'The Pacific's' Tom Hanks: The right wing's new boogeyman
Poor Tom Hanks. He was purring along, sounding like a younger version of Hal Holbrook in Douglas Brinkley's positively reverent Time magazine cover story--the one where Brinkley calls Hanks "American history's highest-profile professor"--until the penultimate graph of the story, timed to tout HBO's new series, "The Pacific," which debuts Sunday night at 9 p.m. That's when disaster, of a kind, struck. After spending thousands of words paying tribute to the U.S. soldiers who fought in the Pacific theater (like Hanks' dad, who was a naval mechanic there), Hanks suddenly veered off course, going from being a gauzy celebrator of the importance of studying history to an unruly political activist.
"Back in World War II," he told Brinkley, "we viewed the Japanese as 'yellow, slant-eyed dogs' that believed in different gods. They were out to kill us because our way of living was different. We, in turn, wanted to annihilate them because they were different. Does that sound familiar, by any chance, to what's going on today?" In a separate interview, Hanks referred to the war in the Pacific as one of "racism and terror."
Well, that was enough to set off alarm bells everywhere in the right-wing blogosphere. It was bad enough that the worshipful tone of the Time cover aroused dark suspicions among media critics about the whole thing being a hype job, since Time and HBO are sister companies both owned by Time Warner. But conservatives were in an uproar, no doubt made worse by the fact that "Green Zone," the Matt Damon film opening this weekend, is already a subject of right-wing attacks for its critical portrayal of Bush-era American bungling in Iraq.
But World War II is sacred ground, so the fact that Hanks--who has been treated with respect from the right in the past, largely thanks to his "Band of Brothers" series--was using the greatest war of all as a way to disparage today's war on terror was viewed with horror. In a blog post titled "Is Tom Hanks Unhinged?," Pajamas Media's Victor Davis Hanson got right to the point: "Hanks' comments were sadly infantile pop philosophizing offered by, well, an ignoramus. Hanks thinks he is trying to explain the multi-faceted Pacific theater in terms of a war brought on by and fought through racial animosity. That is ludicrous."
The New York Post's Kyle Smith was also up in arms. Responding to another Hanks quote, where the actor-producer said that the only way to complete one of the island-hopping battles against the Japanese was "to kill them all," Smith offers this retort: "Does Hanks think the War on Terror is about killing all Muslims? Or is he saying the Muslims want to kill all Christians, as indeed the Koran invites them to do? Could it be that Hanks thinks it is the U.S. that deployed 'racism and terror' in the cause of defeating an enemy that attacked us? ... He is genuinely interested in U.S. history and yet when he reads about the heroism, the moral authority and the sacrifice something shorts out in his soggy liberal mind."
Brad Schaeffer, writing on FrumForum, also got in a few digs, writing: "Perhaps the most ignorant observation Mr. Hanks makes, however, is his comparison to our modern day war against terror. To make the claim that we are waging war on Islamofascists because, presumably, we view Muslims as 'different' not only is an insult to the nation but betrays a stunning ignorance of contemporary history.... So in answer to Hanks' question: 'Does [killing those different from us] sound familiar, by any chance, to what's going on today?' I can answer that--NO!"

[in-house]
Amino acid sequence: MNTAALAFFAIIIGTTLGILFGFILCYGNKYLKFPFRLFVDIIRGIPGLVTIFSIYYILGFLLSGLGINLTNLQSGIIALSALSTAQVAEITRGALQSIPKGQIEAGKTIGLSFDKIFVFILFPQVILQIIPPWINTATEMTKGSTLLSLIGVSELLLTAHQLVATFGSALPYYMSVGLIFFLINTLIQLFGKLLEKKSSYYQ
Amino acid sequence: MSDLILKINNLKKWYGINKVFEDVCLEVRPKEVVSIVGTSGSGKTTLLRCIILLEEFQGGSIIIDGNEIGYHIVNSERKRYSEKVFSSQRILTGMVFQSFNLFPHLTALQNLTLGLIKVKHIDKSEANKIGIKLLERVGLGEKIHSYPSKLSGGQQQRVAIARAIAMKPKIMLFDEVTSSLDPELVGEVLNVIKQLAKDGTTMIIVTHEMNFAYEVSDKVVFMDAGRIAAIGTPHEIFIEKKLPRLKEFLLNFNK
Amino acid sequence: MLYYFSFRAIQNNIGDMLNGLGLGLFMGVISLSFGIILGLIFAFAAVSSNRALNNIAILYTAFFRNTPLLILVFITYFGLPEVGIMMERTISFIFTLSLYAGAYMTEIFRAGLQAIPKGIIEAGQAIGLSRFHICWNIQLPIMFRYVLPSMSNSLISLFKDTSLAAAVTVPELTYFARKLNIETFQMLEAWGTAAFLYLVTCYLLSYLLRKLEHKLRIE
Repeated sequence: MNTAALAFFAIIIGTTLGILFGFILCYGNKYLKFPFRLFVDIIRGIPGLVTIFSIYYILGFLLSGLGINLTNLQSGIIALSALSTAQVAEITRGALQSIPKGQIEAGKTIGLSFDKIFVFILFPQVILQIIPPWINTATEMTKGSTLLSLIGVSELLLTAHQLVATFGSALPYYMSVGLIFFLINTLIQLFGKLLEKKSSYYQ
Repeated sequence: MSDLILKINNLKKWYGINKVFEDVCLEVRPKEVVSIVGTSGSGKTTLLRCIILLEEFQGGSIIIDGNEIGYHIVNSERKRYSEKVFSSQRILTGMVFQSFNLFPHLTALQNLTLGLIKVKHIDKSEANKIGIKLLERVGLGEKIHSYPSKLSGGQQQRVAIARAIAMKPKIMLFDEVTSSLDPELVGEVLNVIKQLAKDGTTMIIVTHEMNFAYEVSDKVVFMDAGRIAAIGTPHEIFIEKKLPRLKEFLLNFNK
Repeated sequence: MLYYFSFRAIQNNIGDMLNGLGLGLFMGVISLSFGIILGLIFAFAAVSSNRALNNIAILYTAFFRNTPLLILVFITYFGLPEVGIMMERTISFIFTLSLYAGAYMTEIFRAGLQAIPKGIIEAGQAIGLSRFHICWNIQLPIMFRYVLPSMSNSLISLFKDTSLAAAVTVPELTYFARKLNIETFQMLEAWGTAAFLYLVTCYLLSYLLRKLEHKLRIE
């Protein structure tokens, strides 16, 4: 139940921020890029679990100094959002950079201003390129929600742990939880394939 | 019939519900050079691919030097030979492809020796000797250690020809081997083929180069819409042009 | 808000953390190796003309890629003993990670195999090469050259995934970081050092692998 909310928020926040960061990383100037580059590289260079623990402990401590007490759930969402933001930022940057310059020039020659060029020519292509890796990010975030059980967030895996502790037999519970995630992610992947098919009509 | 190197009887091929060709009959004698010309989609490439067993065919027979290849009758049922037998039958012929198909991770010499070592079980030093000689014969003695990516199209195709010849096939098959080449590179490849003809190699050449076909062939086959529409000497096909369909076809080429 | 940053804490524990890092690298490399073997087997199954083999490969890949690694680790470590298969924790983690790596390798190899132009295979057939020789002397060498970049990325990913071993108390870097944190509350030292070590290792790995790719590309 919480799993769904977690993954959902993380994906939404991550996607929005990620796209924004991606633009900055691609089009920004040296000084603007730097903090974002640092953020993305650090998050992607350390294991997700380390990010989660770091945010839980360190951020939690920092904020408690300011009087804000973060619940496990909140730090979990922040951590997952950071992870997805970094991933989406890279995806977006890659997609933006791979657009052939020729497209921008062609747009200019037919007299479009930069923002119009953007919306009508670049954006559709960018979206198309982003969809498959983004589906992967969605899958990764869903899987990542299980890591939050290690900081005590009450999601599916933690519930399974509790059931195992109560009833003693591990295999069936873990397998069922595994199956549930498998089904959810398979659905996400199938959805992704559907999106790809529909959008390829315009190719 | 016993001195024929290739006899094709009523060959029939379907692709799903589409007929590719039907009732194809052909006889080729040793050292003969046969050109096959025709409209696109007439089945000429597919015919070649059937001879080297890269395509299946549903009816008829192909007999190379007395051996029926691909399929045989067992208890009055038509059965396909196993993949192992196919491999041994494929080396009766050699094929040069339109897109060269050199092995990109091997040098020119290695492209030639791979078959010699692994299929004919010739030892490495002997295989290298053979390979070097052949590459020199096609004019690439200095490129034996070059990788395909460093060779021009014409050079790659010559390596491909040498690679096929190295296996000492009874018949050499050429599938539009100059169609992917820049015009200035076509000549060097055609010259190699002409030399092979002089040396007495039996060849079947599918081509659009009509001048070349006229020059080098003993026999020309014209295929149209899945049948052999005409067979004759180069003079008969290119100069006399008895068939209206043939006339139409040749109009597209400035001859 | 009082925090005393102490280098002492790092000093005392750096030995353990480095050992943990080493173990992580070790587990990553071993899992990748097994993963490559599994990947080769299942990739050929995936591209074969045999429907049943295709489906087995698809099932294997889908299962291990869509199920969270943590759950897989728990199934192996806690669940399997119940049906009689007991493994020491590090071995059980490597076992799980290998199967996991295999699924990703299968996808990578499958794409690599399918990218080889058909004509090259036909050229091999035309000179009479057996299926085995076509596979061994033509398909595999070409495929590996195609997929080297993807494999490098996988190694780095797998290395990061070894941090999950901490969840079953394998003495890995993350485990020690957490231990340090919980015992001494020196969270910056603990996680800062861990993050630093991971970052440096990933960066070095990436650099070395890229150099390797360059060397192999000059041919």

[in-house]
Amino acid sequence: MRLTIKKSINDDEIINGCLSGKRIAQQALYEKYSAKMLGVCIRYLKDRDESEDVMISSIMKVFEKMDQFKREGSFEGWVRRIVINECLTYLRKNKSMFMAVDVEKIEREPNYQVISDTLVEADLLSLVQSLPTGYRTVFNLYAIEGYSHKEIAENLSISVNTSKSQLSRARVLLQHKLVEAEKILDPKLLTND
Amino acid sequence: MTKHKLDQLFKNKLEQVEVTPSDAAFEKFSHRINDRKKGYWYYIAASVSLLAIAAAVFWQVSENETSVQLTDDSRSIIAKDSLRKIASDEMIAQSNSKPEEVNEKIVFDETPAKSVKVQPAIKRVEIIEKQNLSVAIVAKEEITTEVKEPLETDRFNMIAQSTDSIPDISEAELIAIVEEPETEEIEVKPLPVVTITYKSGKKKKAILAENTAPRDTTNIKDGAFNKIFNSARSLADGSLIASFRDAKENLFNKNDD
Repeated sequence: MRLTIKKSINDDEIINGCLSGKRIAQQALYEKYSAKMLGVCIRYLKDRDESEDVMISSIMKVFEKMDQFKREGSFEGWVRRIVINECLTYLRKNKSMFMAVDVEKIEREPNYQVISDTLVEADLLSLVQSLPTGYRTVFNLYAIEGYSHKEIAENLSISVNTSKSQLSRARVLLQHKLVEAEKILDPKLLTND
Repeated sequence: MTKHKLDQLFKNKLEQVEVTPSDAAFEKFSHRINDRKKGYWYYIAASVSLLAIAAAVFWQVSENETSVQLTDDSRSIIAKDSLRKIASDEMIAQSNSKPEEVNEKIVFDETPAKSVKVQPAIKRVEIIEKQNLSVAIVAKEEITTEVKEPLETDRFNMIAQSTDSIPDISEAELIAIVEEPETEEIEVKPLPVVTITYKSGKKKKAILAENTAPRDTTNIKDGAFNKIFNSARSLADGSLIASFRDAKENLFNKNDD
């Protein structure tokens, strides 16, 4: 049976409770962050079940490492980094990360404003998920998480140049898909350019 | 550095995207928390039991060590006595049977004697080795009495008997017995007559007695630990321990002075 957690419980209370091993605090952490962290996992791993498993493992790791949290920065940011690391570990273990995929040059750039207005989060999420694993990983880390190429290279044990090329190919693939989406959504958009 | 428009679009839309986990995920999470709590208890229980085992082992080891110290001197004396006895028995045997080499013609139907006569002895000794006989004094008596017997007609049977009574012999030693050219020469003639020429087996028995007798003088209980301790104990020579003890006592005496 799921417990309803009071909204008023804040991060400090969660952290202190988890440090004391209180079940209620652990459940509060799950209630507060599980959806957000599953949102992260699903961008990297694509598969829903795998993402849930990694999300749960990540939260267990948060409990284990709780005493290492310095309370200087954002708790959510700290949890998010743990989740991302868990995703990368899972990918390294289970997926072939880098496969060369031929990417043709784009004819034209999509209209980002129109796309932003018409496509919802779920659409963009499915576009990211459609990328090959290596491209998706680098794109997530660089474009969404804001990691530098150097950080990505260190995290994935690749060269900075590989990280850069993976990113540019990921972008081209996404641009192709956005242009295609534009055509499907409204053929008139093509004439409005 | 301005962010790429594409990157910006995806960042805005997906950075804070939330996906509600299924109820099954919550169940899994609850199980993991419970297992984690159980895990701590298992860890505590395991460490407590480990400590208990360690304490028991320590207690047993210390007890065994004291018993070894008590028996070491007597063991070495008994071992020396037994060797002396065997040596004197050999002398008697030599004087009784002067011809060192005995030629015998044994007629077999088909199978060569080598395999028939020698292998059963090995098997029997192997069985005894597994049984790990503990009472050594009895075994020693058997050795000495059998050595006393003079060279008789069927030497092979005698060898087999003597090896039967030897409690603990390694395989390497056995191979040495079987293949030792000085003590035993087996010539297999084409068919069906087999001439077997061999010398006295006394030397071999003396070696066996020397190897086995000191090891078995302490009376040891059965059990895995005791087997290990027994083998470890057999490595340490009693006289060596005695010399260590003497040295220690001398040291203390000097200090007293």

I certainly have no intention of dragging all of us through a complex history lesson here, but I suspect that both sides have fair points here. It seems totally disingenuous for conservatives to argue that the war on terror hasn't inspired all sorts of bigoted and ignorant attacks on innocent, devout Muslims, especially when a host of right-wing wack jobs, in an attempt to discredit and demonize Barack Obama, have based their argument around the claim that the president was himself Muslim.
On the other hand, I think Hanks is on dangerous ground trying to compare and contrast our attitudes toward the Japanese during World War II with our attitude toward today's bloodthirsty terrorists. As some of the conservative commentators have pointed out, the Japanese military had plenty of racist tendencies of its own, having waged a brutish war against its Chinese neighbors long before it launched its surprise attack on Pearl Harbor.
All war is hell, just in a different form for each generation. And its always difficult to judge whether horrible deeds, done in the heat of battle, were right or wrong. On the wall of my office I have a photo of my Uncle B.B., who also fought in the Pacific. The picture was taken in New Britain, near the Solomon Islands, after his unit had landed there in 1944. In a letter that accompanied the photo he explained: "We had pushed all the Japs back into an enclave known as Rabaul and left them, without supplies, to starve until the end of the war."
I don't think he said it with pride or with any regrets. War wasn't so complicated back then. Men like my uncle figured they were doing what they had to do to survive. But today's wars, fought so far away and with such harder to define goals, aren't so simple, which is probably why Tom Hanks should have just stayed on safe ground and stuck to talking about history, instead of trying to wrestle with how it might apply to today's battles. When you talk about war today, everyone wants to pick a fight with you.
Photo: Tom Hanks. Credit: Olivier Douliery/Abaca Press